How To Boost Your Writing Vocabulary Prowess – Tips From “The Three Little Pigs”

Photo by asifthebes

Photo by asifthebes

There are a million different ways to say the same thing. This variation allows for great creativity and uniqueness in our story, not to mention the ability to build powerful visual pictures.

Yet, with all of that variation we still reach for the same familiar words and boring verbs. I’ve done that so often that I’m grateful for critique partners that challenge me.

How to Boost Your Writing Vocabulary Prowess: Tips From “The Three Little Pigs” Shakespeare:


1. Grow Your Vocabulary. The only way to truly boost your vocabulary in your writing is to have more of it. The more wide variations you have for verbs and nouns, the more vivid your writing will be.

2. Replace Tired and Passive Verbs with Power Verbs. Highlight all the verbs in your passage. If they are passive, aim to replace them with more active verbs. If they are overused, come up with replacement verbs, use the thesaurus if necessary.

3. Replace nondescript nouns with more specific nouns that give a clearer picture.  This will enable you to use less words to say the same thing in a clearer manner. For example, instead of the platform at the front of the auditorium, you could say the stage. Much more precise.

4. Eliminate unnecessary words. Words such as ‘that’ are used, but often not needed. Take these words out. Also eliminate many of your adverbs, by their very nature they weaken your verb. Allow only one adjective per noun, or it dilutes the adjective’s power.

5. Add sensory and visual imagery words that paint a picture. These words create emotion and draw the reader into the story world.

6. Aim for clarity. Replace words that are tired, but not at the expense of clarity. Your reader must know the words and feel the flow of the story is natural.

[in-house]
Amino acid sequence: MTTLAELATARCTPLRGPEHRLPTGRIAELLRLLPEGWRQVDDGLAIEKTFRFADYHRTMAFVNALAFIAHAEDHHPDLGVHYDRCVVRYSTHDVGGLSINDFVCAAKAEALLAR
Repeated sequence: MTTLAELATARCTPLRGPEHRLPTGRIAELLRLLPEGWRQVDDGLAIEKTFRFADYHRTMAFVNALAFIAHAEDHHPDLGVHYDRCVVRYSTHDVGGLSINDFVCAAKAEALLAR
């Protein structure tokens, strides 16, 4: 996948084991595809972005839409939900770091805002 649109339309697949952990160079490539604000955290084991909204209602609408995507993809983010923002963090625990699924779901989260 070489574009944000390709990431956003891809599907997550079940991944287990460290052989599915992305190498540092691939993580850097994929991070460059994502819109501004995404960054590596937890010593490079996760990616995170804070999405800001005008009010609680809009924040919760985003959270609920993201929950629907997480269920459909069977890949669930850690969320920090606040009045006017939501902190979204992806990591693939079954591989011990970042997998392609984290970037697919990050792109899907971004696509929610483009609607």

What are your favorite lines of all time in a novel?


About Michelle Lim

Author Michelle Lim is the Brainstorming/Huddle Coach with My Book Therapy Press and the Midwest Zone Director for American Christian Fiction Writers. Michelle’s romantic suspense is represented by Karen Solem of Spencillhill Associates and has gained contest recognition in the Frasier, the Genesis, and the Phoenix Rattler, winning the Genesis in 2015 for her genre. Michelle writes devotionals for The Christian Pulse Online Magazine and Putting On The New. Since her nonfiction book release, Idea Sparking: How To Brainstorm Conflict In Your Novel, through public speaking and online chats Michelle helps writers discover the revolutionary power of brainstorming to bring new life to their stories.

3 thoughts on “How To Boost Your Writing Vocabulary Prowess – Tips From “The Three Little Pigs”

  1. I’m afraid it’s too early in the morning for me to think of my favorite line…the only one that comes to mind is from Scarlett and I use it all the time. “Oh, I can’t think about this now. I’ll go crazy if I do. I’ll- I’ll think about it tomorrow.” And that may be from the movie and not the book.

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